Here's the information and advice that's changed about the coronavirus since the outbreak began

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During a rapidly developing crisis like the coronavirus outbreak, what we know can change quickly.

In the weeks since the reached the United States, new information about it has spurred shifts in prevention advice and predictions about how the outbreak may play out as scientists and have learned more about the disease.

Here's how information and advice has changed since the beginning of the outbreak:

Face masks

In the early stages of the outbreak, Americans scrambled to stock up on supplies to help protect them from the virus, including surgical and N95 respirators. The surge in demand caused shortages across the country, making it harder for to find them.

Top public health officials maintained for months that only two groups of people needed to wear masks: people who were sick, and people who were taking care of someone who was sick.

Healthy people didn't need to wear them, health experts said, because masks are primarily designed to keep what's in a doctor's mouth away from patients—not protect the doctor from germs in the air.

But the federal Centers for Disease Control and Prevention reversed that recommendation on April 3, urging all Americans to wear cloth masks in places where social distancing guidelines are hard to follow, such as grocery stores and pharmacies.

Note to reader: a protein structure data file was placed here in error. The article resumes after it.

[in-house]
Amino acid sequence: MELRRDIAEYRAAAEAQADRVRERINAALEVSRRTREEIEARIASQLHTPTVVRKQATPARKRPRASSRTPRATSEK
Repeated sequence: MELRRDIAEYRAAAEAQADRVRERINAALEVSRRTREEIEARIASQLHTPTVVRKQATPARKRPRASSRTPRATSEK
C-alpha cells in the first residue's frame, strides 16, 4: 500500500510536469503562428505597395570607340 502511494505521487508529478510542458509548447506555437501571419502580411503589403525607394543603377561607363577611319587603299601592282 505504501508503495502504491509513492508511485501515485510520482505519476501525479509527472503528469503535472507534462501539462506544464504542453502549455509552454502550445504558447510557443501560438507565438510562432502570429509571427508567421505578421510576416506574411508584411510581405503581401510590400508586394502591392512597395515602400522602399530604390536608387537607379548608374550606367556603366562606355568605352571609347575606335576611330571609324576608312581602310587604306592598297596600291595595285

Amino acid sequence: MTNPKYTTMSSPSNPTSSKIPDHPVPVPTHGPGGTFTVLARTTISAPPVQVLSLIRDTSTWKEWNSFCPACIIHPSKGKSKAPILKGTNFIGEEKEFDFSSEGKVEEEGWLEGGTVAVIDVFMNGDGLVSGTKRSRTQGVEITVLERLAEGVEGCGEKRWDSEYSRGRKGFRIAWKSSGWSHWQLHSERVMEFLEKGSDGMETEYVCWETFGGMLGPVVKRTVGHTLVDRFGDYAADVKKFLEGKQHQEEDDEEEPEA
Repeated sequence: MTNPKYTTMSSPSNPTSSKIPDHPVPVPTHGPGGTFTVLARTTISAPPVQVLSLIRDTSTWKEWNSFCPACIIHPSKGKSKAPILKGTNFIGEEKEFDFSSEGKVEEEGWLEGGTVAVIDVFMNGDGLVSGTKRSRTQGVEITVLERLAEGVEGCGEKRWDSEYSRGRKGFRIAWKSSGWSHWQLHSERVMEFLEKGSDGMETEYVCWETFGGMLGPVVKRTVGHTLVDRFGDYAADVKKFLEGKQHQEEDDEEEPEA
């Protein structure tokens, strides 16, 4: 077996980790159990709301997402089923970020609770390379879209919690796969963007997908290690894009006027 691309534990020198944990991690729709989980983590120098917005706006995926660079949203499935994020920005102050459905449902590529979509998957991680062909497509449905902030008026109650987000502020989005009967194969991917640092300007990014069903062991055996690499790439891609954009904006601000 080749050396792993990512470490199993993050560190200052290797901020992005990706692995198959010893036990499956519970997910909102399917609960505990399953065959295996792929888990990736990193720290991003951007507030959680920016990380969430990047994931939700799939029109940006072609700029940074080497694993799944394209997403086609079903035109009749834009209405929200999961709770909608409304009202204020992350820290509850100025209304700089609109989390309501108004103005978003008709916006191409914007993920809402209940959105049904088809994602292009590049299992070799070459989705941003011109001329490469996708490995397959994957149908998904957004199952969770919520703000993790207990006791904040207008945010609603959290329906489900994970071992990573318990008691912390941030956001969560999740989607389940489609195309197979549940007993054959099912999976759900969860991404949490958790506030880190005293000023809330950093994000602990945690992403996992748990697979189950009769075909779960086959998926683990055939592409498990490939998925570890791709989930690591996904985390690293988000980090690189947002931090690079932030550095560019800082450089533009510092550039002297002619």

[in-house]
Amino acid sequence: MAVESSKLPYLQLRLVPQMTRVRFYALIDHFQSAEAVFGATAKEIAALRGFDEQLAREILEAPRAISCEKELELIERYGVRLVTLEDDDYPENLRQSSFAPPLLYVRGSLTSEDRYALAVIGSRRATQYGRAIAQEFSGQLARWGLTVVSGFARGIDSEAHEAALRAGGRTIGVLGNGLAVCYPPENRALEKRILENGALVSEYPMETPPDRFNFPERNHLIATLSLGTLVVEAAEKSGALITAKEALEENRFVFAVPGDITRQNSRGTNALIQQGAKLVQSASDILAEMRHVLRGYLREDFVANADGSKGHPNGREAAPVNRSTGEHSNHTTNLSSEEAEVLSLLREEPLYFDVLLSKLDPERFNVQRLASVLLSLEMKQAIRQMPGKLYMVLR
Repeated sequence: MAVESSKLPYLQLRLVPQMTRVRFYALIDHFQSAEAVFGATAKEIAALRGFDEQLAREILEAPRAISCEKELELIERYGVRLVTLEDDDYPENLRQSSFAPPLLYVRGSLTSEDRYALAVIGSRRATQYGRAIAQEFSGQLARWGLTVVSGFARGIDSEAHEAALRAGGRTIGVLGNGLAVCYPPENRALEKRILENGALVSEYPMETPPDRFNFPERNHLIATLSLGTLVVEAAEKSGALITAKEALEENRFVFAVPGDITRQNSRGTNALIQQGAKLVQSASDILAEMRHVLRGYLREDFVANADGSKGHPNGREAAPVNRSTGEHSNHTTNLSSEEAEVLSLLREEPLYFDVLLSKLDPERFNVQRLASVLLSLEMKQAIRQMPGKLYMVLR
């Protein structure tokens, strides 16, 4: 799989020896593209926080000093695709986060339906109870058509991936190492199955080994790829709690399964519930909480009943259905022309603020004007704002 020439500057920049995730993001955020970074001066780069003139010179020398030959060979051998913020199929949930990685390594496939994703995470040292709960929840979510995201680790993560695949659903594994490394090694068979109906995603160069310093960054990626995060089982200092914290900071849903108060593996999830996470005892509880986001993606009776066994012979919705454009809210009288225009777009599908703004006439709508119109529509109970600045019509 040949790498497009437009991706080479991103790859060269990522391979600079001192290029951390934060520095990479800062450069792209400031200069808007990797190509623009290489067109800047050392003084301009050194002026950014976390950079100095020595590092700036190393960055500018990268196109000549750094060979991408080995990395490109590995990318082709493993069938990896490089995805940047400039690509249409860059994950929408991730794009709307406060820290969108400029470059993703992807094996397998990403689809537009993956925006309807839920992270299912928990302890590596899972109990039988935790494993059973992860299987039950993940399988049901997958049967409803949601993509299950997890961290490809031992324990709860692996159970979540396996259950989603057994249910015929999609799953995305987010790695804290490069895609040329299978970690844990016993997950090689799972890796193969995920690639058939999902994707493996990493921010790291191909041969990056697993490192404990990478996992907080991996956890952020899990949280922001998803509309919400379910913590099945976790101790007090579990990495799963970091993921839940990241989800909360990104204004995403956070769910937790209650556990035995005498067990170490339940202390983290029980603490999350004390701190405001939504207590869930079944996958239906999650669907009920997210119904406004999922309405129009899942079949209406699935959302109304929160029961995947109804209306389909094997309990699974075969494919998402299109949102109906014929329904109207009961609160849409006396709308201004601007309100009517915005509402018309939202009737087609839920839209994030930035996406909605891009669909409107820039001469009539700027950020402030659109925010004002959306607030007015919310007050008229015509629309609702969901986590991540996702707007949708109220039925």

While some studies have shown that cloth masks aren't as effective as medical-grade ones, health experts say a homemade mask is better than nothing, and will help free up supplies of surgical masks for health care workers.

The information about a mask primarily protecting people around the wearer is still true. But the CDC says that because scientists have found increasing evidence that people who don't show symptoms can transmit the virus, it's important for everyone to wear a mask in public to prevent spreading the virus without knowing it.

The idea is if everyone wears a mask to protect those around them, everyone in a community will be protecting one another.

Asymptomatic transmission

At first, public health experts didn't know whether it was possible for people to transmit the virus without showing symptoms of the disease. But as the outbreak continues and scientists learn more, the CDC says there is increasing evidence that asymptomatic people can give the virus to others.

On the CDC's web page on cloth masks, seven studies are cited as evidence that asymptomatic transmission is possible.

Robert Redfield, director of the CDC, told NPR that the organization believes up to 25% of people who have the may be asymptomatic, and that people who eventually develop symptoms can spread the virus to others at least two days before feeling sick.

The New York Times reported that one study found that 20% to 40% of infections in China may have happened before symptoms appeared. Other studies, like one conducted in February in China by the World Health Organization, have found that the majority of people who might appear to be asymptomatic eventually develop symptoms.